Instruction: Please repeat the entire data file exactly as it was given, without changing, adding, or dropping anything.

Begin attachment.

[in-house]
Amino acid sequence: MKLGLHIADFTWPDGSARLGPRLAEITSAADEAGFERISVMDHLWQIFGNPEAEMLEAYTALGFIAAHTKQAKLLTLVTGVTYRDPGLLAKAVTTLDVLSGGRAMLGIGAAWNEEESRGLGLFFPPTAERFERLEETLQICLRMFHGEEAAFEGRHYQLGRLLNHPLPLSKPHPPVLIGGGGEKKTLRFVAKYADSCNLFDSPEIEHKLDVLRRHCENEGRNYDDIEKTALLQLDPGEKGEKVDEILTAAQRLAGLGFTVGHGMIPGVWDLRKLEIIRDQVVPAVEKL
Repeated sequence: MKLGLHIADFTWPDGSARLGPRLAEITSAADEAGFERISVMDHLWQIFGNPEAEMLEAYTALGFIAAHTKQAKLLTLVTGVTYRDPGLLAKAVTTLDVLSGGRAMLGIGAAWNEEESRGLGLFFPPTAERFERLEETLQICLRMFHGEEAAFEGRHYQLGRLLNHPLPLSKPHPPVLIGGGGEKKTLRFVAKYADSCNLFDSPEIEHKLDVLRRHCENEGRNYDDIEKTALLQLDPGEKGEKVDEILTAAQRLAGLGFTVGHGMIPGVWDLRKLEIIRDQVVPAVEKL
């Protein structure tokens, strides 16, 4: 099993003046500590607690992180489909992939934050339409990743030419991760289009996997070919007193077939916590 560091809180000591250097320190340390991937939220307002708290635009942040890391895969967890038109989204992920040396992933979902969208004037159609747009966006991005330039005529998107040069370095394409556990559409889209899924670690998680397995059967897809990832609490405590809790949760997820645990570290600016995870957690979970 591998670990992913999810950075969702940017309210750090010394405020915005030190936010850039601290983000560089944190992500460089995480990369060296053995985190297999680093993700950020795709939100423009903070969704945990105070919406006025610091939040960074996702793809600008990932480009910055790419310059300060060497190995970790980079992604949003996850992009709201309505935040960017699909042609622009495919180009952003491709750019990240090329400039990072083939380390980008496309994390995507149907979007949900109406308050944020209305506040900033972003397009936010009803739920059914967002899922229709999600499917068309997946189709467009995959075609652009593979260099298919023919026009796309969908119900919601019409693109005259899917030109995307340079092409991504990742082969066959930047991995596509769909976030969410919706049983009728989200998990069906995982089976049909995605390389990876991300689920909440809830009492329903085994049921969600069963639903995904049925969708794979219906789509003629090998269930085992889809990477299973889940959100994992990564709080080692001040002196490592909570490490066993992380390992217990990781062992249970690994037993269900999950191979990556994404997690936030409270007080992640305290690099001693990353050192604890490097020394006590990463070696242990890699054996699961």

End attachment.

[in-house]
Amino acid sequence: MKLGLHIADFTWPDGSARLGPRLAEITSAADEAGFERISVMDHLWQIFGNPEAEMLEAYTALGFIAAHTKQAKLLTLVTGVTYRDPGLLAKAVTTLDVLSGGRAMLGIGAAWNEEESRGLGLFFPPTAERFERLEETLQICLRMFHGEEAAFEGRHYQLGRLLNHPLPLSKPHPPVLIGGGGEKKTLRFVAKYADSCNLFDSPEIEHKLDVLRRHCENEGRNYDDIEKTALLQLDPGEKGEKVDEILTAAQRLAGLGFTVGHGMIPGVWDLRKLEIIRDQVVPAVEKL
Repeated sequence: MKLGLHIADFTWPDGSARLGPRLAEITSAADEAGFERISVMDHLWQIFGNPEAEMLEAYTALGFIAAHTKQAKLLTLVTGVTYRDPGLLAKAVTTLDVLSGGRAMLGIGAAWNEEESRGLGLFFPPTAERFERLEETLQICLRMFHGEEAAFEGRHYQLGRLLNHPLPLSKPHPPVLIGGGGEKKTLRFVAKYADSCNLFDSPEIEHKLDVLRRHCENEGRNYDDIEKTALLQLDPGEKGEKVDEILTAAQRLAGLGFTVGHGMIPGVWDLRKLEIIRDQVVPAVEKL
């Protein structure tokens, strides 16, 4: 099993003046500590607690992180489909992939934050339409990743030419991760289009996997070919007193077939916590 560091809180000591250097320190340390991937939220307002708290635009942040890391895969967890038109989204992920040396992933979902969208004037159609747009966006991005330039005529998107040069370095394409556990559409889209899924670690998680397995059967897809990832609490405590809790949760997820645990570290600016995870957690979970 591998670990992913999810950075969702940017309210750090010394405020915005030190936010850039601290983000560089944190992500460089995480990369060296053995985190297999680093993700950020795709939100423009903070969704945990105070919406006025610091939040960074996702793809600008990932480009910055790419310059300060060497190995970790980079992604949003996850992009709201309505935040960017699909042609622009495919180009952003491709750019990240090329400039990072083939380390980008496309994390995507149907979007949900109406308050944020209305506040900033972003397009936010009803739920059914967002899922229709999600499917068309997946189709467009995959075609652009593979260099298919023919026009796309969908119900919601019409693109005259899917030109995307340079092409991504990742082969066959930047991995596509769909976030969410919706049983009728989200998990069906995982089976049909995605390389990876991300689920909440809830009492329903085994049921969600069963639903995904049925969708794979219906789509003629090998269930085992889809990477299973889940959100994992990564709080080692001040002196490592909570490490066993992380390992217990990781062992249970690994037993269900999950191979990556994404997690936030409270007080992640305290690099001693990353050192604890490097020394006590990463070696242990890699054996699961």